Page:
I know now you may well be saying, yes, but the scenario you’ve laid out above is due to a lack of process, and not focusing on customer (tenant) satisfaction, it has nothing to do with data. This, from my perspective, is the main issue with social housing providers in the UK: data is seen as a different, separate job, owned by IT (or governance, or BI, or just someone that isn’t me). Data is a burden, something that you have to do in addition to your job.

This may have some basis in truth, but only if you don’t have a culture in your organisation that recognises that a conversation that Phil had with a tenant is only as valuable as the record of it to the business. If Wilma and Rachel and Matt then all need to have the same conversation, not only are you wasting time and resources, but you’re breaking the chains of trust that you need to build in the tenant-landlord relationship. Culture should inform us that we need to create institutional knowledge – if 123 Fake Street is a three-bed semi built in 1960 that’s only known by the organisation if the record of that property tells us that; it’s no good if the system tells us that while Harold knows full well that it was built in 1982 and is a flat, but never told the system.

The service we provide, and the records thereof should create the data that we need to understand both the quality of our service and the current gaps in our data collection storage, use, and management.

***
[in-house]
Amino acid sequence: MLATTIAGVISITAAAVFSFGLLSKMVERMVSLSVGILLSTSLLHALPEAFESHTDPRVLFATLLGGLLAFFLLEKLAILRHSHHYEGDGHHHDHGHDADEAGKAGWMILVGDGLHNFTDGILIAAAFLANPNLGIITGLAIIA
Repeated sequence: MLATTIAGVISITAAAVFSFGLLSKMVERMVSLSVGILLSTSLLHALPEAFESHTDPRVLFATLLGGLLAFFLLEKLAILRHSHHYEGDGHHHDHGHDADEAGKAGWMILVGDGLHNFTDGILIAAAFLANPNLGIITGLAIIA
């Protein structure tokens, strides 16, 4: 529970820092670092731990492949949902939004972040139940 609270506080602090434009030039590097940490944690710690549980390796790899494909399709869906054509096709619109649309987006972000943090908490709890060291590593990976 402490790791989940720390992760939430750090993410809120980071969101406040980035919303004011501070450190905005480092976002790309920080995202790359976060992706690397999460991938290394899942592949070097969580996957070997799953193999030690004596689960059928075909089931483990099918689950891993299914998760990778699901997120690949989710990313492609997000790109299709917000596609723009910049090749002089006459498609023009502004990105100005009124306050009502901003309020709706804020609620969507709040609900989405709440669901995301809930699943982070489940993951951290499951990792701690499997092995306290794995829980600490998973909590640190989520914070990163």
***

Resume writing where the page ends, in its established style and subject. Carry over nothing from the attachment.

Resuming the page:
So, what?

I’m not saying that I have all of the solutions, I possibly don’t have any at all, but what I can say is, it’s time to stop with the data cleanses, the tenant censuses, the system reconciliations; and it’s time to think strategically and holistically about the service that we offer, the expectations and needs of tenants, and how we can build processes that work for them. If you would not accept poor service, why should anyone else? Don’t hide behind your ‘95% customer satisfaction score’ — it’s not representative; don’t hide behind ‘that’s how we do it’ — it doesn’t have to be.

If your processes work, if your culture values institutional knowledge, if we shift the conversation from ‘data’ to ‘record keeping’ and providing tenants with the best possible service we can, data will follow.

This isn’t a matter of fixing the past, of cleaning up what’s already there. If you check a tenant’s details on every contact, that census becomes redundant; if you fix a problem at source, not in a spreadsheet later, that data cleanse becomes redundant; if you hold employees to account for the quality of record keeping, and build a process to fix issues, those reconciliations will cease to be needed. Then, and only then, can we discuss being ‘data driven’ (and that’s a rant for another day).

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About the author 

Matt Jollands has worked in research and data roles in the public sector for over a decade. For seven of those years, he has worked in analytics and data management in the social housing sector. He’s interested in improving data quality, and making data work to improve frontline services, not just data for data’s sake. He currently runs performance, analytics and data quality for a small housing association in South West England. You can find him on LinkedIn, Twitter and he’s always happy to engage with peers.